I always find I am most balanced when I have a space to lay out my thoughts, when I take time early in the day for a quiet moment that is just for me, and when I make space to work out. Journaling for me was something I didn’t start doing until I was in my mid-thirties – prior to that I didn’t find it useful because I didn’t know what that balance felt like. The catalyst for my journaling was the loss of my cousin which happened very suddenly where I didn’t have time to process what was happening and to be quite honest, I had been in denial about how sick she really was. After her passing I had so many emotions that had no way out and journaling was a space where I could lay out those feelings with no judgement. Expressing how I was feeling was so important for me to be able to move through that grief and learn how to forgive myself for not reaching out to her before it was too late.

I wake up at 5am every day (during the work-week) so I can have a couple of hours to myself before my family wakes up; I’m sure many mom’s can connect with that feeling where you just need a little time to yourself before the demands of everyone else take over your day. So often, as women, we put ourselves last instead of putting ourselves first – it’s what society has taught us to do and what we need to change the most to create more balance and be better able to be there for the people we love in our life. So I wake up early, I do a little journaling, and then I do my workout. I know when I tell people I wake up at 5 am I am usually met with shock and curiosity as to why I would “do that to myself”. I think it’s important to find a time during the day that works for you; for some that is early in the morning, for others it is late at night. In the end, as long as it works for you, it really doesn’t matter when it happens as long as it happens.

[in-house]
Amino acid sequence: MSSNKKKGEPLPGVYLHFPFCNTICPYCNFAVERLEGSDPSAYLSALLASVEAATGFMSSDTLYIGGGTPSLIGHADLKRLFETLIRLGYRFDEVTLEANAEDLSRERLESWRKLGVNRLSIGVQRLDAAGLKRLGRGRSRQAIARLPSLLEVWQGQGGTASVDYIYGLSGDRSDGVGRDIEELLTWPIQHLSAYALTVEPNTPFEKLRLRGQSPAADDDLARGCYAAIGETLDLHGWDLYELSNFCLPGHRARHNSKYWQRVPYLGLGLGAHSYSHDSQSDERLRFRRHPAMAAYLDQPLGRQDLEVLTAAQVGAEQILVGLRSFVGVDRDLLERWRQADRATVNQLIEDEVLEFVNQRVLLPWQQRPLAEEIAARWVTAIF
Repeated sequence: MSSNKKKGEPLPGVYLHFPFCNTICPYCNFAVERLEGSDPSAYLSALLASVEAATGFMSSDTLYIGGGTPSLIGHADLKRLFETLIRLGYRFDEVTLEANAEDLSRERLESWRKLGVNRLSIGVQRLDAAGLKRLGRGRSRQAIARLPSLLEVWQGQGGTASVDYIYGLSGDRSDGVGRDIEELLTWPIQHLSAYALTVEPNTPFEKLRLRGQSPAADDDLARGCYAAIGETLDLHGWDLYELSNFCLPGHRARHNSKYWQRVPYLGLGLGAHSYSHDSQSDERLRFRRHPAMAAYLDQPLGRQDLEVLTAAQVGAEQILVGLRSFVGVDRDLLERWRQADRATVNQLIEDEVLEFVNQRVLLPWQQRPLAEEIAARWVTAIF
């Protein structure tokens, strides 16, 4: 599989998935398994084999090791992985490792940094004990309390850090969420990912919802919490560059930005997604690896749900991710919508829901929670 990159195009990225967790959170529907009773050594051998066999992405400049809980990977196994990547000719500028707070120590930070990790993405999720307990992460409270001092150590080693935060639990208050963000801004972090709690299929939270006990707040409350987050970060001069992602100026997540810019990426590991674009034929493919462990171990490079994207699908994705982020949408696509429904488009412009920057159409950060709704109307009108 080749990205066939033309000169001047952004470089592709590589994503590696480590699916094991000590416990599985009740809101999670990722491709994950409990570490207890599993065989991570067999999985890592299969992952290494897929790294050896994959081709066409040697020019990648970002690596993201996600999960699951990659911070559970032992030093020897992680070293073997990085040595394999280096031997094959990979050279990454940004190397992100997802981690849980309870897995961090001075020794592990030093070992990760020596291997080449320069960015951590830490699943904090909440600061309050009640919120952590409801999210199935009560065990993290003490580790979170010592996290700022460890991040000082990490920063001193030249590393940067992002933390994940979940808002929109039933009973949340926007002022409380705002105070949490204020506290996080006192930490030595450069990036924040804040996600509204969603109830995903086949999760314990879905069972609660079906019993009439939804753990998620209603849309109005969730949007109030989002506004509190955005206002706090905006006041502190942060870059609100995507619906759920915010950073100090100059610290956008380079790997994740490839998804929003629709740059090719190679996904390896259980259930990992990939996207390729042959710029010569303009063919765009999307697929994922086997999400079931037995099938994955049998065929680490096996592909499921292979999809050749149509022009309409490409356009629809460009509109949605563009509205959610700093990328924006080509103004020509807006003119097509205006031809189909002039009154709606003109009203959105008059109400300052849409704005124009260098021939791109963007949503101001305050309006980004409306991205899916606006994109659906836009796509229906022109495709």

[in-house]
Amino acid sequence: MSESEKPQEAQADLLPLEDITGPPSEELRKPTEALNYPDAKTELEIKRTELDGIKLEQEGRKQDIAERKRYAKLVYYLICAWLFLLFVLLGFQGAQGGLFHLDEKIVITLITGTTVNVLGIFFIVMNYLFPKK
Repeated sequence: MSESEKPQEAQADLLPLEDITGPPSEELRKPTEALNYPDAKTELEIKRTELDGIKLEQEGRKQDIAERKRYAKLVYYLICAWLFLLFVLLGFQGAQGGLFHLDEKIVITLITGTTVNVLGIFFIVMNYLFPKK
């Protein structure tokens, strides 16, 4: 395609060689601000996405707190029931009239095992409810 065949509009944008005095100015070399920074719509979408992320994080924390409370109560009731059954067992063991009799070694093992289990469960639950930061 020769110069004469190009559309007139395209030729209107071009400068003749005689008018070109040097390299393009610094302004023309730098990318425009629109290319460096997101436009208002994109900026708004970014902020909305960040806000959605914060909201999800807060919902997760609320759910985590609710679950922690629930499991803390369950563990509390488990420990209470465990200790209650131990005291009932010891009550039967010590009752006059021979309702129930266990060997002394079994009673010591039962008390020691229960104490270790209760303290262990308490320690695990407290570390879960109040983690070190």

My workouts really started as a way to have more energy and be able to do everyday things without being out of breath and feeling tired all the time. I know it can seem counter-intuitive to expend energy in order to have more of it but I have always found I feel better overall when I workout regularly. One of the things it helps me with is stress management – having that time to focus and put all of my pent up frustration or anger into my workout and getting rid of that energy completely allows me to be a better person during the day. The reality is we all have frustrations or things that we carry with us and finding a way to expend that and toss it aside makes us more effective in our interactions with other people. We owe it to our community to not force them to carry our negative energy – this is one of the ways we leave the world a better place when we pass through a space. With everything we are traveling through right now, COVID-19 fatigue anyone?? – we have to work harder at this than we did before.

Not everyday is going to be a good day, and not every week is going to be easy, but with a little bit of time spent on myself the rest of world feels easier to handle. So I am going to leave this post with a few thoughts for you to carry with you if you find them helpful:

  1. It’s ok to put yourself first – don’t ever feel guilty for that. Just as in a relationship where you need to nurture the connection with your partner, you need to nurture the relationship with yourself.
  2. It doesn’t matter what putting yourself first looks like, as long as it resonates with you. This is going to be different for every single person and it can take some time to find what feels right. Push yourself out of your comfort zone and ask yourself what things you enjoy doing in your spare time. Try different activities until you find ones that leave you feeling happy when you are finished.
  3. Find some way to move your body during the day. I want to emphasize here that it doesn’t have to be a typical workout, it can be anything. I don’t believe in diets and working out to lose weight – my personal belief is that these things are not healthy or necessary for you to live in this world. But find any way that you enjoy to create movement in your day, that helps you to manage the daily stresses. It can be dancing in the kitchen through a song, or walking to the mailbox to get the mail. Just remember that your connection between your body and mind is important and figuring out how to keep the two connected with help you find that balance.